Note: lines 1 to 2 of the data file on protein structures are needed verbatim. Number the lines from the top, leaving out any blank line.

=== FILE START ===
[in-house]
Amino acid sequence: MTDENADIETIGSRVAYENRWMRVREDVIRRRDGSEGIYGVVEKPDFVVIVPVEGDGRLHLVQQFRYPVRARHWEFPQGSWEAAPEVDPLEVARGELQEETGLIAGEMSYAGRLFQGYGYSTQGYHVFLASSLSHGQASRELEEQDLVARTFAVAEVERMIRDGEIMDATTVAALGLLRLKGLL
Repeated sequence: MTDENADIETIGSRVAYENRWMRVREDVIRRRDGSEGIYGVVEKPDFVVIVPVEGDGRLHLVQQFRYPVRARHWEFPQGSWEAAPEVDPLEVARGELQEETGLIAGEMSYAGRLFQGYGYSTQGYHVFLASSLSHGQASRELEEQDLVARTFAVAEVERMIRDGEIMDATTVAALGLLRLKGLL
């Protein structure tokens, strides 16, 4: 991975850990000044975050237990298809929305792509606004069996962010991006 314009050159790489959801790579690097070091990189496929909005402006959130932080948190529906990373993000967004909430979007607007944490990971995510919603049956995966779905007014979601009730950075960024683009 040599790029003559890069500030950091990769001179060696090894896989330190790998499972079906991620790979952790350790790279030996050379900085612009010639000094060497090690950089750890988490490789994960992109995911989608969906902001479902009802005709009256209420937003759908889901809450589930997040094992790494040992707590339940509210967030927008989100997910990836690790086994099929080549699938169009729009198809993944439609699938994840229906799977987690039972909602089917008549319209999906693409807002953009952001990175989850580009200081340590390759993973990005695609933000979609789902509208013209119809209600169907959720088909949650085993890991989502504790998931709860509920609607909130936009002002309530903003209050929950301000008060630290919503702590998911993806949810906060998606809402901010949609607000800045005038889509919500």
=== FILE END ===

[in-house]
Amino acid sequence: MTDENADIETIGSRVAYENRWMRVREDVIRRRDGSEGIYGVVEKPDFVVIVPVEGDGRLHLVQQFRYPVRARHWEFPQGSWEAAPEVDPLEVARGELQEETGLIAGEMSYAGRLFQGYGYSTQGYHVFLASSLSHGQASRELEEQDLVARTFAVAEVERMIRDGEIMDATTVAALGLLRLKGLL